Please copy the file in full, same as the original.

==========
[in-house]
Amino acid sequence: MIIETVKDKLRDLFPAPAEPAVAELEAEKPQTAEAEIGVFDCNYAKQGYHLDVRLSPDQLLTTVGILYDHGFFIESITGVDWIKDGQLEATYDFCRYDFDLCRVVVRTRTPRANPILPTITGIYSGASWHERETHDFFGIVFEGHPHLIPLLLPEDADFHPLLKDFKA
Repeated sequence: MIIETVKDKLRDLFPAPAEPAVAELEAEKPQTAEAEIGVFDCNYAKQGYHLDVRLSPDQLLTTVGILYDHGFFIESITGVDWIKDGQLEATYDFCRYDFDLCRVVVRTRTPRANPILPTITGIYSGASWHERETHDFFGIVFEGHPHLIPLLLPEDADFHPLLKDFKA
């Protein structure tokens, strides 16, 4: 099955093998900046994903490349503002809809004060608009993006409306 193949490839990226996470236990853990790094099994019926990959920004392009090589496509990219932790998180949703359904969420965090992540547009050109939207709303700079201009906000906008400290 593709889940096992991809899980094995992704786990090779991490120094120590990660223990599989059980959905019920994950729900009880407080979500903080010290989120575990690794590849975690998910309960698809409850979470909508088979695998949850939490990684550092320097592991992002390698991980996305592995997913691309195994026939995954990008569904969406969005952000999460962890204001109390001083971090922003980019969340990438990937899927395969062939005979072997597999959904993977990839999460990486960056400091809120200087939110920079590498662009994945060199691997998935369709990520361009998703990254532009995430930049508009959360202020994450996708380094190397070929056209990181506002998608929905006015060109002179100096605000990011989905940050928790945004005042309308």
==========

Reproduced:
[in-house]
Amino acid sequence: MIIETVKDKLRDLFPAPAEPAVAELEAEKPQTAEAEIGVFDCNYAKQGYHLDVRLSPDQLLTTVGILYDHGFFIESITGVDWIKDGQLEATYDFCRYDFDLCRVVVRTRTPRANPILPTITGIYSGASWHERETHDFFGIVFEGHPHLIPLLLPEDADFHPLLKDFKA
Repeated sequence: MIIETVKDKLRDLFPAPAEPAVAELEAEKPQTAEAEIGVFDCNYAKQGYHLDVRLSPDQLLTTVGILYDHGFFIESITGVDWIKDGQLEATYDFCRYDFDLCRVVVRTRTPRANPILPTITGIYSGASWHERETHDFFGIVFEGHPHLIPLLLPEDADFHPLLKDFKA
């Protein structure tokens, strides 16, 4: 099955093998900046994903490349503002809809004060608009993006409306 193949490839990226996470236990853990790094099994019926990959920004392009090589496509990219932790998180949703359904969420965090992540547009050109939207709303700079201009906000906008400290 593709889940096992991809899980094995992704786990090779991490120094120590990660223990599989059980959905019920994950729900009880407080979500903080010290989120575990690794590849975690998910309960698809409850979470909508088979695998949850939490990684550092320097592991992002390698991980996305592995997913691309195994026939995954990008569904969406969005952000999460962890204001109390001083971090922003980019969340990438990937899927395969062939005979072997597999959904993977990839999460990486960056400091809120200087939110920079590498662009994945060199691997998935369709990520361009998703990254532009995430930049508009959360202020994450996708380094190397070929056209990181506002998608929905006015060109002179100096605000990011989905940050928790945004005042309308």